January 1, 1970
Continue your journey through the languages of North America, including a language that uses no sounds that require the lips to touch. As you look at the unique grammatical features of languages across the continent, you'll also consider what happens when languages die out and their complexities are lost to future generations.
The Original American Languages II
28. The Original American Languages II
June 1, 2020
Zoom in on some of the larger families of North America and gain valuable insight into what they can tell us about language in general. You'll get the chance to examine languages that are on the brink of extinction today, see which languages have contributed words currently used in American English, and more.
The Original American Languages I
27. The Original American Languages I
February 1, 2019
Like Australia, North America was home to at least 300 distinct languages before English became dominant. Professor McWhorter takes you through some of the theories linguists have regarding the relationship of various Native American languages and the origins of humans and their varieties of speech on the North American continent.
The Languages of Australia II
26. The Languages of Australia II
June 1, 2020
Continue your examination of the languages of Australia, including the first Australian language to be documented by Europeans. Many of these languages present a case study in language obsolescence (as English dominates the continent) and language mixture (the emergence of creole languages due to European contact).
The Languages of Australia I
25. The Languages of Australia I
February 1, 2019
Once the home of over 250 languages, Australia now only has about a dozen languages that will be passed to sizable generations of children. Take a look at some of the over two dozen language families in Australia and better understand how both separation from a common ancestor and proximity to a different language will cause a language to change in different ways.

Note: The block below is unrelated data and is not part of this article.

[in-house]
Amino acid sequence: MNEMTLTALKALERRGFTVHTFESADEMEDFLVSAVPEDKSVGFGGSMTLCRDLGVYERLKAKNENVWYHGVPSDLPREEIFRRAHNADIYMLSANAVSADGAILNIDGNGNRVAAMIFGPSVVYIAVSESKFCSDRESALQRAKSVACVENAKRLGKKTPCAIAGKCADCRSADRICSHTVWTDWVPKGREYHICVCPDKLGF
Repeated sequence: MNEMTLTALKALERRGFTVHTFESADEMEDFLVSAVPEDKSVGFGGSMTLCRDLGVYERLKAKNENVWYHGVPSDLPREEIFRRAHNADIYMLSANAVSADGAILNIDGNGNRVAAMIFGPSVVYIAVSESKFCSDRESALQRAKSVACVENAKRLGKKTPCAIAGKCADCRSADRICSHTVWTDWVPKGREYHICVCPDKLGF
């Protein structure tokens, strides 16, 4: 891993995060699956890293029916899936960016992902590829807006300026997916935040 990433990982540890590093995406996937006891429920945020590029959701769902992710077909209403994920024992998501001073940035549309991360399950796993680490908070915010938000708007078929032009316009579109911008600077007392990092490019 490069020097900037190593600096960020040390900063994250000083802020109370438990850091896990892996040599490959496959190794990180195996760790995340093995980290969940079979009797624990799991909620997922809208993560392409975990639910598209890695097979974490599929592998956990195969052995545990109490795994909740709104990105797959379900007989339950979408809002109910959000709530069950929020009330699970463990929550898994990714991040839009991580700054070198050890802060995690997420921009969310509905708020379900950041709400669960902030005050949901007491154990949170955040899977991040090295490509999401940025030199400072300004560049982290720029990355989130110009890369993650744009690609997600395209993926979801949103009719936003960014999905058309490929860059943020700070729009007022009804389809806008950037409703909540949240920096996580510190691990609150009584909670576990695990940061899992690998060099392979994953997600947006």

Why Are There So Many Languages in New Guinea?
24. Why Are There So Many Languages in New Guinea?
June 1, 2020
Turn your attention to one of the most linguistically rich places on Earth: the island of New Guinea, and discover why, thanks to its history and isolating terrain, it is home to hundreds of languages in a relatively small area. See how pronouns allow linguists to find connections between these languages, and explore some of their unusual traits.
Creole Languages
23. Creole Languages
February 1, 2019
Since all languages come from one original language, technically no one language is older than another. However, when two languages are forced into proximity, often a makeshift fusion of the two can emerge as a new language, known as a creole. Learn how a hierarchical, stopgap form of communication can become a true language.
Siberia and Beyond: Language Isolates
22. Siberia and Beyond: Language Isolates
February 1, 2019
How do some languages end up isolated amidst other unrelated families? Look at pockets of language in Siberia, Spain, and Japan that are not related to those that surround them and better understand what the nature of language (and human migration and settlement patterns) can tell us about these unique places.
Languages of the South Seas II
21. Languages of the South Seas II
June 1, 2020
The languages of Polynesia are estimated to be some of the newest languages in the world, emerging only in the last millennium. Look back to the earliest cultures of the Polynesian islands to see how the languages likely originated and were disseminated, branching into separate sub-groups like Oceanic and the three that are all spoken on the small island of Formosa.
Languages of the South Seas I
20. Languages of the South Seas I
February 1, 2019
Journey to the South Seas to begin an investigation into Austronesian, one of the world's largest and most widespread language families. See what connects Austronesian languages to other families, as well as how they differ from European languages, and trace the way Austronesian languages have spread across far-flung locations.
Southeast Asian Languages: The Sinosphere
19. Southeast Asian Languages: The Sinosphere
February 1, 2019